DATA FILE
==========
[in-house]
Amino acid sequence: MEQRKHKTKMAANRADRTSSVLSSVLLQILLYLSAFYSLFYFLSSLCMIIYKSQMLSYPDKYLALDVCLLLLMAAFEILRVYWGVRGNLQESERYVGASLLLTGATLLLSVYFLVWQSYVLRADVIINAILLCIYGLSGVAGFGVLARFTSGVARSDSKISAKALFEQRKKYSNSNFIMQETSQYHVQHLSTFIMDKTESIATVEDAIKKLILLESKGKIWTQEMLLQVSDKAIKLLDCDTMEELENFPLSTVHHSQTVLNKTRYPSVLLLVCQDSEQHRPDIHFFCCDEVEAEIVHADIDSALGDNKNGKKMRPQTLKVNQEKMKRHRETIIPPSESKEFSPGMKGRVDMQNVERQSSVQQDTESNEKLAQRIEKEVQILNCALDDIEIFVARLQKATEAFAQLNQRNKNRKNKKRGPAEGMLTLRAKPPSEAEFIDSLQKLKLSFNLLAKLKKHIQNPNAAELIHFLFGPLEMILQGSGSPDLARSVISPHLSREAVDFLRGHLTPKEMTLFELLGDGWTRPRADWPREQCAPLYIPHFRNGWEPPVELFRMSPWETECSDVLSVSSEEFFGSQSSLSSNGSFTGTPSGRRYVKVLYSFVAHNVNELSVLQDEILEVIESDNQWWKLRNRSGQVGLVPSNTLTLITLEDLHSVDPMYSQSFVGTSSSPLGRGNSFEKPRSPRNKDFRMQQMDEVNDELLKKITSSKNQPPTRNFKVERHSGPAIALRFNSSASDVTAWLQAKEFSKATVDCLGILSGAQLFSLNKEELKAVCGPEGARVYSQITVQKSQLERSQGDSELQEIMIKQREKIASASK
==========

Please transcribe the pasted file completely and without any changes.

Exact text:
[in-house]
Amino acid sequence: MEQRKHKTKMAANRADRTSSVLSSVLLQILLYLSAFYSLFYFLSSLCMIIYKSQMLSYPDKYLALDVCLLLLMAAFEILRVYWGVRGNLQESERYVGASLLLTGATLLLSVYFLVWQSYVLRADVIINAILLCIYGLSGVAGFGVLARFTSGVARSDSKISAKALFEQRKKYSNSNFIMQETSQYHVQHLSTFIMDKTESIATVEDAIKKLILLESKGKIWTQEMLLQVSDKAIKLLDCDTMEELENFPLSTVHHSQTVLNKTRYPSVLLLVCQDSEQHRPDIHFFCCDEVEAEIVHADIDSALGDNKNGKKMRPQTLKVNQEKMKRHRETIIPPSESKEFSPGMKGRVDMQNVERQSSVQQDTESNEKLAQRIEKEVQILNCALDDIEIFVARLQKATEAFAQLNQRNKNRKNKKRGPAEGMLTLRAKPPSEAEFIDSLQKLKLSFNLLAKLKKHIQNPNAAELIHFLFGPLEMILQGSGSPDLARSVISPHLSREAVDFLRGHLTPKEMTLFELLGDGWTRPRADWPREQCAPLYIPHFRNGWEPPVELFRMSPWETECSDVLSVSSEEFFGSQSSLSSNGSFTGTPSGRRYVKVLYSFVAHNVNELSVLQDEILEVIESDNQWWKLRNRSGQVGLVPSNTLTLITLEDLHSVDPMYSQSFVGTSSSPLGRGNSFEKPRSPRNKDFRMQQMDEVNDELLKKITSSKNQPPTRNFKVERHSGPAIALRFNSSASDVTAWLQAKEFSKATVDCLGILSGAQLFSLNKEELKAVCGPEGARVYSQITVQKSQLERSQGDSELQEIMIKQREKIASASK